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RDR CD REVIEW: 'American Central Dust' by Son Volt

'American Central Dust' by Son Volt (Rounder Records)
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By Andrew W. Griffin

Red Dirt Report, editor

Posted: July 7, 2009

Red Dirt Report album review: Son Volt – American Central Dust (Rounder Records)

OKLAHOMA CITY -- Talking this past week to his hometown paper, the St. Louis Post-Dispatch, Son Volt singer and founder Jay Farrar told pop music writer Kevin C. Johnson that he doesn’t get caught up trying to pigeonhole the style of music his rootsy band creates.

“I don't want to call it 'Americana' though it has 'American' in the title,” Farrar told Johnson. “I don't like to be put in a box, so I don' have a name for what I do.”

But in reality, Farrar and his band have been firmly entrenched in Americana and alt-country since they released their critically-acclaimed 1995 debut “Trace.” That album was released after Farrar’s previous band, Uncle Tupelo, had called it quits. Farrar started Son Volt and Farrar’s partner Jeff Tweedy started Wilco.

Sure, they’ve veered off into psychedelic rock and added synths and horns here and there over the years, but the sober-minded Farrar has never strayed too far from his roots. That is the case with Son Volt’s latest album, American Central Dust, their first for Rounder Records.

Like Trace, and their follow-up Straightaways, Son Volt takes listeners on a dusty American journey down the backroads of life. There are fiddles, pedal steel and acoustic guitars. Farrar is firmly embracing the alt-country sound this go around.

And the lyrics and music seem more focused on American Central Dust than they were on the more experimental 2007 album, The Search.

Since The Search, Son Volt lost guitarist Brad Rice to Keith Urban’s backing band, but Chris Masterson has proven to be quite good since leaving Jack Ingram’s band to play with Son Volt. Bassist Andrew Duplantis, drummer Dave Bryson, keyboardist/steel guitar player Mark Spencer are all good players and round out Son Volt in a dynamic way.

In the case of “Dynamite,” the accordion-tinged track that kicks off the album, Farrar compares love to explosions going off on the Fourth of July. Very timely.

While not one to display a more sensitive side, as on “Dynamite,” Farrar does seem more comfortable in his own skin. It’s as if he doesn’t feel that he and his band are forever competing with Jeff Tweedy and Wilco. I suppose as long as those two bands exist, comparing and contrasting the two will continue. Still, Son Volt is its own entity and has its own personality. And, of course, Son Volt is Jay Farrar when you get right down to it.

But back to the music. Among the more interesting tracks are “Cocaine and Ashes,” a song about Keith Richards and the story that the Rolling Stones guitarist had snorted cocaine mixed with his father’s ashes as a sign of his love, one would suppose.

“I’ve had strychnine, I thought I was dead / I snorted my father and I’m still alive,” Farrar sings plaintively over a simple piano.

Sure, “Cocaine and Ashes” is a strange topic for a song but Farrar has a keen sense of the idiosyncratic side of life and it really seems to work.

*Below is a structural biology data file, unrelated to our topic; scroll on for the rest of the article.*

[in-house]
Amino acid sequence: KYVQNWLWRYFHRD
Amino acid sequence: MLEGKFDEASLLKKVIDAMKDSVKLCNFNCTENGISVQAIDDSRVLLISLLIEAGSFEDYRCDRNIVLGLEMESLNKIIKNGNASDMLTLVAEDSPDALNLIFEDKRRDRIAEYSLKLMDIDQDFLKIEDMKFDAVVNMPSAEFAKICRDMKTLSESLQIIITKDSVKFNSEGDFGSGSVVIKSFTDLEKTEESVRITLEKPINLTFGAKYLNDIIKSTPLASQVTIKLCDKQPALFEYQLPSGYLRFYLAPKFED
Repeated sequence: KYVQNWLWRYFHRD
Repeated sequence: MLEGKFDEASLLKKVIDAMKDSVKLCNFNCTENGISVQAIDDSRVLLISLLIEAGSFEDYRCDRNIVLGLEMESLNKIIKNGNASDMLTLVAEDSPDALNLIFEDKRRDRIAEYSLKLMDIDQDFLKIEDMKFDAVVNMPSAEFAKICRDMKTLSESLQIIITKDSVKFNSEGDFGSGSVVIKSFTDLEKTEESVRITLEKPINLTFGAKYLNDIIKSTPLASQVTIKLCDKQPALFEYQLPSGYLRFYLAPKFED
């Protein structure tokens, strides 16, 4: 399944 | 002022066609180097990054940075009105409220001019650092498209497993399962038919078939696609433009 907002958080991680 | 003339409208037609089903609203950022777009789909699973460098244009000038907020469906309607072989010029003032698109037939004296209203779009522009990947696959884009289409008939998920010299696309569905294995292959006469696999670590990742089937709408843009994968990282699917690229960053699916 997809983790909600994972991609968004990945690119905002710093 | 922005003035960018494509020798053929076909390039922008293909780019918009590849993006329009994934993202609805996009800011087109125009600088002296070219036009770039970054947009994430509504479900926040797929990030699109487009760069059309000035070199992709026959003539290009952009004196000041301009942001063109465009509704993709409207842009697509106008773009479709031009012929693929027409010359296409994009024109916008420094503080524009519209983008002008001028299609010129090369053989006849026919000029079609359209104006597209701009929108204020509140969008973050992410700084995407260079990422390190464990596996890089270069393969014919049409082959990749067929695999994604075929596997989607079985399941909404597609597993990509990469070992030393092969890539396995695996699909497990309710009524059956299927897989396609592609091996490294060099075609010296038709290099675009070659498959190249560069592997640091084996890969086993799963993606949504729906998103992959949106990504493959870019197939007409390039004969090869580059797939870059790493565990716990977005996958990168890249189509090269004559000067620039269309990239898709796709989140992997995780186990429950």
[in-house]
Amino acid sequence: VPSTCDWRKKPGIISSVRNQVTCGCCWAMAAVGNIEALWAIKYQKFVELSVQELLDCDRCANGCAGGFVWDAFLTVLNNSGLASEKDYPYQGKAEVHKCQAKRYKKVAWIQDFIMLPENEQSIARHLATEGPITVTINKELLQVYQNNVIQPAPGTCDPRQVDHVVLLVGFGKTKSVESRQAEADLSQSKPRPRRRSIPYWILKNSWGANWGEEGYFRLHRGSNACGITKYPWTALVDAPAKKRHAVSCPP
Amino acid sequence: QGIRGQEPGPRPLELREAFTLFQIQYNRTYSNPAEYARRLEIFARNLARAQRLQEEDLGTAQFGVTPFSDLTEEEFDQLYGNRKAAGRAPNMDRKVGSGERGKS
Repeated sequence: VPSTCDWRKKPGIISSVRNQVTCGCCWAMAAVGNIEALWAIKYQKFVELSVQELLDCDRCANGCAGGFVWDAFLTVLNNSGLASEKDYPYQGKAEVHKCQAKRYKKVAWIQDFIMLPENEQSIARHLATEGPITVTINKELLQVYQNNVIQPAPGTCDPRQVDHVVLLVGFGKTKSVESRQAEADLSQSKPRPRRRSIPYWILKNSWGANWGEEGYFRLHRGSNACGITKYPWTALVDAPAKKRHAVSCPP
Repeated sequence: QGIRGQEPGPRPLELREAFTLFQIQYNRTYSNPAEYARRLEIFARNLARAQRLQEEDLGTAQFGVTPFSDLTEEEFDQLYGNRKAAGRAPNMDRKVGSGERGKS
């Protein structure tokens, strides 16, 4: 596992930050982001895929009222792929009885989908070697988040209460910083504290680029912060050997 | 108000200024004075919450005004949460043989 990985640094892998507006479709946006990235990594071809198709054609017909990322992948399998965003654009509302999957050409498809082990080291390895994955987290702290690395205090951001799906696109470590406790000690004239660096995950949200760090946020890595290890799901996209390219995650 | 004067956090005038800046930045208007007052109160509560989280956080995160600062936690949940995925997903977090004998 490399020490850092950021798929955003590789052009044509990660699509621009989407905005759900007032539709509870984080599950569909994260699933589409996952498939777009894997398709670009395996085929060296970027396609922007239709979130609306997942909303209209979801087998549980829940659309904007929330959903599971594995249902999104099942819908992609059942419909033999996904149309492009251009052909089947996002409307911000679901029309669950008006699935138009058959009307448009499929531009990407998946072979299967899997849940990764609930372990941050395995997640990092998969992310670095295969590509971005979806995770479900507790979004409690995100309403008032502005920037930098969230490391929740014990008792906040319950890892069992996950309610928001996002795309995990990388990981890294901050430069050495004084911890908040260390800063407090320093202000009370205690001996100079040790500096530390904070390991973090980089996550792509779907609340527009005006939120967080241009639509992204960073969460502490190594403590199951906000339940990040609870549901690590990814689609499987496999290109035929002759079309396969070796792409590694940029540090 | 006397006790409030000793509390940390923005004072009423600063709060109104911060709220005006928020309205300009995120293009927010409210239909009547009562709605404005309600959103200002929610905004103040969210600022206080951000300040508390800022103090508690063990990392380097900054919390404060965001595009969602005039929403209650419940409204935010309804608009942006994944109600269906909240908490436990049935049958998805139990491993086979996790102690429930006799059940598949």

“Dust of Daylight” is a more traditional-styled country song, while the more social-issue-oriented “When the Wheels Don’t Move” has Farrar singing about high gas prices and regular folks being unable to afford to drive.

Spencer’s organ work on “No Turning Back” is superb while his subtle pedal steel chops are appealing on “Pushed Too Far,” a tale of two cities – hurricane-ravaged New Orleans and Farrar’s hometown of St. Louis.

The best track, however, is the epic song “Sultana.” The Sultana was a steamboat that was destroyed in an explosion on the Mississippi River at the end of the Civil War in 1865. It was the worst maritime disaster in American history, with as many as 1,800 of the 2,400 passengers dying in the disaster. Farrar, a fan of American history and traditional music, captures the mournful feel of this ship song perfectly.  Sort of a 19th-via-21st century version of “The Wreck of the Edmund Fitzgerald.”

Earlier this year, Red Dirt Report interviewed Farrar prior to a Son Volt show in Oklahoma City. He noted that in addition to working on American Central Dust, he and Ben Gibbard of Death Cab for Cutie have been working on music to accompany a new documentary on beat poet Jack Kerouac called One Fast Move or I’m Gone: Kerouac’s Big Sur.

“I’m doing a whole bunch of songs,” Farrar said at the time. “I’ve got 12 at this point.”

Since then, the movie appears to have come out and a video for the song "San Francisco" is available at, although an interview with My Old Kentucky Blog, Farrar said the full recording could be out this October.

Regardless, more music from Mr. Farrar is expected. He does release solo albums from time to time, like the 2001 release Sebastopol.

Of course this is great since he is one of the finest American singer-songwriters working today.

For more information go to This review will also appear in Friday's edition of "Pop" in The Norman Transcript.

Grade - A

Copyright 2009 West Marie Media

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Andrew W. Griffin

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Andrew W. Griffin received his Bachelor of Science in Journalism from...

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